Monday, March 23, 2015

On Being A Programmer

Last night, I spent the evening as a different kind of programmer. While all of our other screeners spent the night watching shorts, I tweaked our Filemaker Pro program to track who is watching what feature film regardless of format, and unsuccessfully tried to calculate a sum using three separate WHERE parameters. I have an SQL equation that works for two of them, but the third is a problem for a self-taught hacker like myself. No worries, though, I think I figured out a work around while walking my dog this morning.

Times have changed for film festivals. When I started screening in 2001, all submissions where on VHS. Sure, they didn't look anything like what the actual film did – especially if it was shot on 35mm – but we knew that. Today, we have at least six different ways to see your movies, and; thanks to bad transcodes and the idiosyncrasies of file-based media, they still don't look anything like what the finished film might look like, but we have no way of knowing that for sure.

Where we used to use a pen and paper to write down who has taken home what VHS, now we have to have a database to keep up with who is supposed to watch which movie to make sure they are all viewed in a timely fashion. Two years ago we had a handful of streaming submissions. Last year, it was about 50-50. This year, nearly 100% of the submissions have a streaming screener. I for one, am very grateful to all of filmmakers who also provide a DVD and/or Blu-Ray. Bad transcodes give me migraines.

Times have also changed for what's in front of the camera, namely, stars. When I submitted my film in 2000, I'm told that the subject of one of my cast members, Meshach Taylor, started a heated discussion about who is and is not a star. Mannequin and Designing Women were well in Meshach's rearview mirror by then. Thankfully, DWF stuck to their guns about differentiating between working actors and stars who can get a movie funded on nothing but their name. My film was allowed into the festival, and they've been trying to get rid of me ever since.

Today, funding is difficult for everyone. There are no business models for feature films anymore. Streaming, DVD, and POD income data is a closely guarded secret, so it's impossible for an indie filmmaker to turn to investors and say, "Movies with this big star consistently earn X-amount." Without that, funding is hard to come by regardless of who stars in your film.

On the flip side, production costs have come down so much, and SAG-AFTRA rules have changed, such that uber-indie filmmakers can afford to hire top-level working actors. For DWF, this means we've gone from a star-or-not discussion for one-or-two films per year, to one-or-two films per week.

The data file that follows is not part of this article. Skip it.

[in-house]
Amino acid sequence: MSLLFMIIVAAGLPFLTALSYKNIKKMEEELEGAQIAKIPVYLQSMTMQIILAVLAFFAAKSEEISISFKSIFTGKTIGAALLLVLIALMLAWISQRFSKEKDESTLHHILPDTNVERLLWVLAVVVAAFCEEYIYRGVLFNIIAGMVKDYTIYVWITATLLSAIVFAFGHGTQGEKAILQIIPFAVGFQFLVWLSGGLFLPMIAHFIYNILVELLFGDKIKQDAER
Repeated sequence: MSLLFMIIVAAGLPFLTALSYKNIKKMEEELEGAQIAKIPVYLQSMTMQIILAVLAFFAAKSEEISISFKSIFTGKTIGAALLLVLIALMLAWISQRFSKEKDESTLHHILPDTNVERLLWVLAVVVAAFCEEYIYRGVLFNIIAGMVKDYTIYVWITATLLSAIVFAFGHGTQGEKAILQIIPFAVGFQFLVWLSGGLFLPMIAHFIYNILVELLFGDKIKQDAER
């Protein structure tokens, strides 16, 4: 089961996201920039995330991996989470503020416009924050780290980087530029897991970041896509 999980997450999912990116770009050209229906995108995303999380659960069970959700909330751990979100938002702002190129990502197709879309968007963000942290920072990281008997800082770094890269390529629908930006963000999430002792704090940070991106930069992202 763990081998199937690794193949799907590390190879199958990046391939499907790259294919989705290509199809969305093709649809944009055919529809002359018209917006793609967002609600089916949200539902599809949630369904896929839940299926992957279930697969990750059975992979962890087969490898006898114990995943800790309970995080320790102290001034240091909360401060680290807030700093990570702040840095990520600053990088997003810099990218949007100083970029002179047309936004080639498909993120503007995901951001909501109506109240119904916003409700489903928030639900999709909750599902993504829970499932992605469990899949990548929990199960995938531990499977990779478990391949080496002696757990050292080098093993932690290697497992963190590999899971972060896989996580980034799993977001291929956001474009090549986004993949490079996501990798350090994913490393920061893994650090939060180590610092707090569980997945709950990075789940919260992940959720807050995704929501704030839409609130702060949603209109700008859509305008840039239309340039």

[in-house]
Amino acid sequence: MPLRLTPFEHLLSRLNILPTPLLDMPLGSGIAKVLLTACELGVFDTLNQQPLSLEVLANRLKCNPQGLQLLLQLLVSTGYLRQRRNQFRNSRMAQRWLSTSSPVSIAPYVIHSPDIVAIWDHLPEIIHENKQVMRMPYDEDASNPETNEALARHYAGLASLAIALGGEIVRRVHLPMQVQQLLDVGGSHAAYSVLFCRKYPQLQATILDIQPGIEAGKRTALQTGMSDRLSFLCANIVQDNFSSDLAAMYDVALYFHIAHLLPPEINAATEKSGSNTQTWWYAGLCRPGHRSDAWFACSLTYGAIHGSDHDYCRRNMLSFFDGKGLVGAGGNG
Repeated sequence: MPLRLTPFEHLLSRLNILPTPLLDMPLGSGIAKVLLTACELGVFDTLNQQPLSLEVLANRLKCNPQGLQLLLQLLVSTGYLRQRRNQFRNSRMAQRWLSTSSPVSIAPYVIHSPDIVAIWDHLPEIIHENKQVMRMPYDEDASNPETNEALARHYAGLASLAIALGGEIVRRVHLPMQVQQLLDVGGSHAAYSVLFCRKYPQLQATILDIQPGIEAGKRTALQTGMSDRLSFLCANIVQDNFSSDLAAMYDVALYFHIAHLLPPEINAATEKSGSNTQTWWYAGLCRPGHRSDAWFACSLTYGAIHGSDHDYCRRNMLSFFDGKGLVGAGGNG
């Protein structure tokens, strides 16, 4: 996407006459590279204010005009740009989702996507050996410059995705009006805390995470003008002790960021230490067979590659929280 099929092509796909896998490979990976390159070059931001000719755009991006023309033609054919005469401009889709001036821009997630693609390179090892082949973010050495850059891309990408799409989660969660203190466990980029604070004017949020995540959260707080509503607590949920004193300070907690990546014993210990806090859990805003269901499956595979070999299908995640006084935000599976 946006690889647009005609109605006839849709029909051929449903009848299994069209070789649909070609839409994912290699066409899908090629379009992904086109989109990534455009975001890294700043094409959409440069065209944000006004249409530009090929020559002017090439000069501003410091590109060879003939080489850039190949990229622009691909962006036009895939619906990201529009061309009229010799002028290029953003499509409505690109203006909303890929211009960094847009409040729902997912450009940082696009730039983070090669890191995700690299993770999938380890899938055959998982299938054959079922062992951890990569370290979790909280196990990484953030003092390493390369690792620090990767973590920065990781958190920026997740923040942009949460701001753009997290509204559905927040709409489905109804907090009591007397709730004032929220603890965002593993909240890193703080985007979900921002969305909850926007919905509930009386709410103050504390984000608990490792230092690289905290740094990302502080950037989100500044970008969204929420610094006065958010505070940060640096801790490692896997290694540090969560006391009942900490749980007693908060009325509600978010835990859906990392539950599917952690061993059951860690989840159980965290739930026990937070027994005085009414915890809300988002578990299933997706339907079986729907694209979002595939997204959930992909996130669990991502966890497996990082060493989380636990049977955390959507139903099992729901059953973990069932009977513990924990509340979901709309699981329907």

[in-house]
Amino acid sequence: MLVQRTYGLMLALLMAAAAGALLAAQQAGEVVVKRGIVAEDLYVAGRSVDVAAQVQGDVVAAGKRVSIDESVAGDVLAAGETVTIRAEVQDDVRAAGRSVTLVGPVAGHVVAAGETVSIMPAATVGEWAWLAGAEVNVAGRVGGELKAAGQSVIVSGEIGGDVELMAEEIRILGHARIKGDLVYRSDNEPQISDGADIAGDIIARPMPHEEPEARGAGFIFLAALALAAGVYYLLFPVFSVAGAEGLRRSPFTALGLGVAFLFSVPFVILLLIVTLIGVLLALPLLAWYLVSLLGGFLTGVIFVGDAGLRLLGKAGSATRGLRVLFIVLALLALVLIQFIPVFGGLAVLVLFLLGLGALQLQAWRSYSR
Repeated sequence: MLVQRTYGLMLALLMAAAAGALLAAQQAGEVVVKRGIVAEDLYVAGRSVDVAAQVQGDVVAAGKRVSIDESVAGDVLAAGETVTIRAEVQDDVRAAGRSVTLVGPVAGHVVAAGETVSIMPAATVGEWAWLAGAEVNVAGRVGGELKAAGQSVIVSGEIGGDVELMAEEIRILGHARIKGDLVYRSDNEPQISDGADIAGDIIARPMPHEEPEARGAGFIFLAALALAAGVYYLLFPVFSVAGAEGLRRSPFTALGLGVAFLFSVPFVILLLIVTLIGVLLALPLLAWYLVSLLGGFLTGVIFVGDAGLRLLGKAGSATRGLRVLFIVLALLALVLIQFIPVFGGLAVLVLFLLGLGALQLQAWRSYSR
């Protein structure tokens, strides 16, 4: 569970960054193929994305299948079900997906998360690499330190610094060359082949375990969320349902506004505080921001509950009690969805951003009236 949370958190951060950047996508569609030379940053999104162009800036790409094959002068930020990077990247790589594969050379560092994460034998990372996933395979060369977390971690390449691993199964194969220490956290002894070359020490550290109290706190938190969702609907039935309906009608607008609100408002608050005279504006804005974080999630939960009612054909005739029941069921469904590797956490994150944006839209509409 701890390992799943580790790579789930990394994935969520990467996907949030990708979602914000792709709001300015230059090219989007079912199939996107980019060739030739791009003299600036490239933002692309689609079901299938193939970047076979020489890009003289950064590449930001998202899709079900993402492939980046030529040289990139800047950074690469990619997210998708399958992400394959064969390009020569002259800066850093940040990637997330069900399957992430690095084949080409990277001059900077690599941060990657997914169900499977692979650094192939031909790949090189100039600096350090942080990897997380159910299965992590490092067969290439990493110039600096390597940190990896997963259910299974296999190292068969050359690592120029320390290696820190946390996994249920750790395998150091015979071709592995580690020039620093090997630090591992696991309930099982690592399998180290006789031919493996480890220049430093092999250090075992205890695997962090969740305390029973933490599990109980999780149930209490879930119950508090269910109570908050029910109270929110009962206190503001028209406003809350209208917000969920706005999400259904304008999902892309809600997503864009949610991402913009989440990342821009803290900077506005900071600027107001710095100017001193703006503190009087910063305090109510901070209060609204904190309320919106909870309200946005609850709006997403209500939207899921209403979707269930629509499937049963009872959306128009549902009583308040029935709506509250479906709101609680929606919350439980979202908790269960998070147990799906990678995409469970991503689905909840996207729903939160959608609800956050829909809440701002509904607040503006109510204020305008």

Deciding who is and is not a star by DWF standards is not a perfect science. In fact, there's nothing scientific about it at all.

Obviously, if the name in question is Julia Roberts or Johnny Depp, that's easy. The movie would not be allowed in competition. It could still be in the festival, just not in competition.

For actors, writers, directors, etc. who are on the cusp of stardom, it's not so simple. In that case, we evaluate not only individual cast members, but also the ensemble. A film full of recognizable non-stars might be more of an issue than a movie with a single recognizable face. We'll also look at the overall production team. We're not going to punish a first-time director or production company for getting the best talent they could. Stardom is also a function of time. A name that could once get a movie funded, might not be so hot now. Conversely, a name that couldn't get a film funded when we programmed the festival might turn red hot by the time the movie premieres.

Eventually, it comes down to the DWF powers-that-be sending e-mails to each other saying, "What do you think about so-&-so?" We kick it around and come up with a completely subjective decision.

And, something else that's new since 18-years-ago, are haters on Twitter, Facebook, etc. Every year we get one or two people screaming at us about how we've broken the "No Stars" rule. I just take that as a sign of success. I would advise the haters that they should stop bad-mouthing people in the business. Instead, send the filmmakers a nice, honest, e-mail congratulating them on getting into the festival. If you're jealous, tell them that. It's always my highest compliment.


Thanks for reading. More about movies next week.

Monday, March 16, 2015

Why A World Premiere?

Last night I was digging through the bin of unseen short films looking for which ones we'd screen in the room that I'm in charge of, when I realized that you, the filmmakers who submitted these movies – as well as the filmmakers who might want to learn more about how film festivals work – might benefit from knowing what I was looking for.

The answer is easy. World Premieres.

Let me clarify. All the movies that have been submitted will be screened, but here's a kick in the head: Not all of the films have an equal chance of being in the festival.

Oh, shock! Oh, controversy! Quick, run to Twitter and say how unfair film festivals are!

Or… keep reading and see what I mean.